Great News! The Great Exit is coming

Monetary stimulus won’t cut it, the BIS said bluntly overnight. And it looks like central banks can’t avoid a sharp rise in bond yields as they pull back, but that means rays of sunshine for Australia.

The Bank for International Settlements has now added its weight to the idea that the Great Stimulus, which followed the Great Recession, must now be followed by the Great Exit.
And despite last week’s panicky market reaction to the announcement of the Fed’s exit timetable, it’s Great News. The world is about to get a strong US dollar and a hedge fund massacre, which are both very good things.  
A few days after Federal Reserve Board chairman Ben Bernanke was generally perceived to have announced that quantitative easing would end between “later this year” and the middle of next year (even though that was already known), the BIS has joined the QE requiem chorus in its annual report, released overnight.
“Delivering further extraordinary stimulus is becoming increasingly perilous”, says the BIS, which is regarded as the central banks’ central bank.
It argues, in effect, that the time has come for politicians to step up to the plate and “hasten labour and product market reforms”. “Monetary stimulus alone cannot provide the answer because the roots of the problem are not monetary.”
In a sense the four major central banks – America, Europe, Japan and Britain – have been papering over the failure of governments to reform their economies by distorting asset markets with ultra low interest rates and increasing the size of their balance sheets by $US10 trillion, so far.
The problem, according to the BIS, is that “despite all the monetary accommodation, economic growth remains lacklustre and job creation has yet to gain firm traction.”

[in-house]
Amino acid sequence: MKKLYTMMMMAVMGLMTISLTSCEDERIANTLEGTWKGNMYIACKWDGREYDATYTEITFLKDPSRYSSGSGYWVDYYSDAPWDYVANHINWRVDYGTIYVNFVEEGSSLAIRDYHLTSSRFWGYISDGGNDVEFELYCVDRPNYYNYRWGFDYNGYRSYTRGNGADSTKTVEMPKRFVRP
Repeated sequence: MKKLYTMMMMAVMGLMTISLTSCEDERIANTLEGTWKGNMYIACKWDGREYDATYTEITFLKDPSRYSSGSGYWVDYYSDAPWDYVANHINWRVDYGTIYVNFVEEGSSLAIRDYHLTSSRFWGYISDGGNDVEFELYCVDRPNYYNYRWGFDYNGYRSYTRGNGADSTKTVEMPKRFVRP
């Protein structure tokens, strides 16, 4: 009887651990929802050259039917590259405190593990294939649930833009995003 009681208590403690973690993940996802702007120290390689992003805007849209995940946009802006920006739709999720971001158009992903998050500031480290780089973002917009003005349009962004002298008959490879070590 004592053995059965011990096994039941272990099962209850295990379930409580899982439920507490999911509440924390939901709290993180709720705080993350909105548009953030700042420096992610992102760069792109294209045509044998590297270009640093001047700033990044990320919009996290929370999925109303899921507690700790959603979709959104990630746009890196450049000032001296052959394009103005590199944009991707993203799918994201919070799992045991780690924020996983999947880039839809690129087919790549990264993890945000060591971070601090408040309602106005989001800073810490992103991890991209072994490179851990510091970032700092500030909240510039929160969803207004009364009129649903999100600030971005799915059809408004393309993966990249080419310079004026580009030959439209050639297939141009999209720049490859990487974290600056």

“Six years have passed since the eruption of the global financial crisis, yet robust, self-sustaining, well balanced growth still eludes the global economy.”
The central banks are now in a “very uncomfortable” and “delicate” position. “When is the time right to pull back from their expansionary policies? And in pulling back how can they avoid sparking a sharp rise in bond yields?”
Going by last week’s reaction to what was really a re-statement by Ben Bernanke of the Fed’s existing exit strategy, the answer seems to be that they can’t avoid that.
So far we haven’t seen a repeat of 1994, when bond markets crashed after the Fed unexpectedly started raising interest rates in February, but all markets have become much more volatile as the exit approaches. Triple-digit moves by the Dow Jones Average have become the norm in the past week or so.
At centre-stage is the US 10-year Treasury yield, currently at 2.54 per cent, up from 1.6 per cent at the start of May and 2.1 per cent at the start of last week. The bond yield is anticipating the recovery of the US economy and is thus leading the Fed’s exit strategy rather than responding to it.
As the US interest rate structure rises, so will the US dollar. As a result the US current account deficit will rise, bringing rays of sunshine to developing economies as their currencies fall and exports grow. This includes Australia.
Also, the hedge fund carry trade enabled by negative real interest rates will be closed out. The Great Stimulus has been a golden period for hedge funds and investment banks, as they trade assets using cheap money, but soon fundamentals will take over from marginal speculation.
At least we hope so. As the BIS points out, it all depends on central banks finding a path back to their traditional role of stabilisation, and away from being the stimulators of last resort.
“…central banks are mindful of the fact that the size and scope of the exit will be unprecedented. This magnifies the uncertainties involved and the risk that it will not be smooth.”



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